Figure 3: For monitoring temperatures throughout facilities, the Maxim DS18S20 digital thermometer’s 1-wire bus makes setting up a distributed measurement system much easier (Courtesy of Maxim).
The compact sensor also provides an alarm function with user-programmable upper and lower trigger points that are stored in nonvolatile memory. The DS18S20 is accurate to ±0.5°C over the range of –10°C to +85°C and has a full operating temperature range of –55°C to 125°C. The sensor’s attributes recommend it for use in HVAC environmental controls, temperature monitoring systems inside buildings, equipment, or machinery, and process monitoring and control systems.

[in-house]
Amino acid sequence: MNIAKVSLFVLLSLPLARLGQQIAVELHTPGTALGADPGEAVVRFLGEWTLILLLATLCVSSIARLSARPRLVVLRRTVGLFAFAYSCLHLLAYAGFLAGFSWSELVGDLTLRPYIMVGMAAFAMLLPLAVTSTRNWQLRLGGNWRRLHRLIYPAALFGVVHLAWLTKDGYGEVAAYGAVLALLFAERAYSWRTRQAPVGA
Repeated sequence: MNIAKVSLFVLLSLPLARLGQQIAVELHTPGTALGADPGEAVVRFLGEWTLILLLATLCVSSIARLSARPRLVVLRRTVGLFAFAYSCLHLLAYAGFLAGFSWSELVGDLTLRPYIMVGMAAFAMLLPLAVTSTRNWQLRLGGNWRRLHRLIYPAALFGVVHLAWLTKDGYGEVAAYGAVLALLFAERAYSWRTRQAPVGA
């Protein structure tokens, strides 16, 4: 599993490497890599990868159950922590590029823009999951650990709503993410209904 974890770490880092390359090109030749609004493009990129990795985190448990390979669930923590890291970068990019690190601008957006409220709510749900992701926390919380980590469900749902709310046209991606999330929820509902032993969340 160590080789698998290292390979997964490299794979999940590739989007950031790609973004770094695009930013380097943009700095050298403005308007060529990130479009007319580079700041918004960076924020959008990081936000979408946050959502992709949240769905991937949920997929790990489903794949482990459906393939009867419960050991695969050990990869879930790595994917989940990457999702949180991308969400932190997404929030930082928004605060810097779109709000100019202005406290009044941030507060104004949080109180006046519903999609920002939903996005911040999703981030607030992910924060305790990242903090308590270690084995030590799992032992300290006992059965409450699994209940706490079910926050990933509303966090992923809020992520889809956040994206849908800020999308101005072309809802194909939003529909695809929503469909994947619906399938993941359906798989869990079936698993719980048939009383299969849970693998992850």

The various techniques for thermal sensing discussed here allow any engineer to at least consider the advantages temperature measurement could add to a product design. And by combining thermal data with inputs from other sensors, systems can be designed to perform with greater levels of sophistication and intelligence than ever before. Considering the reasonable price of most thermal sensors, the functionality they add can bring a considerable and rapid payback. For more information on the products mentioned in this article, use the links provided to access product pages and datasheets on the Hotenda website.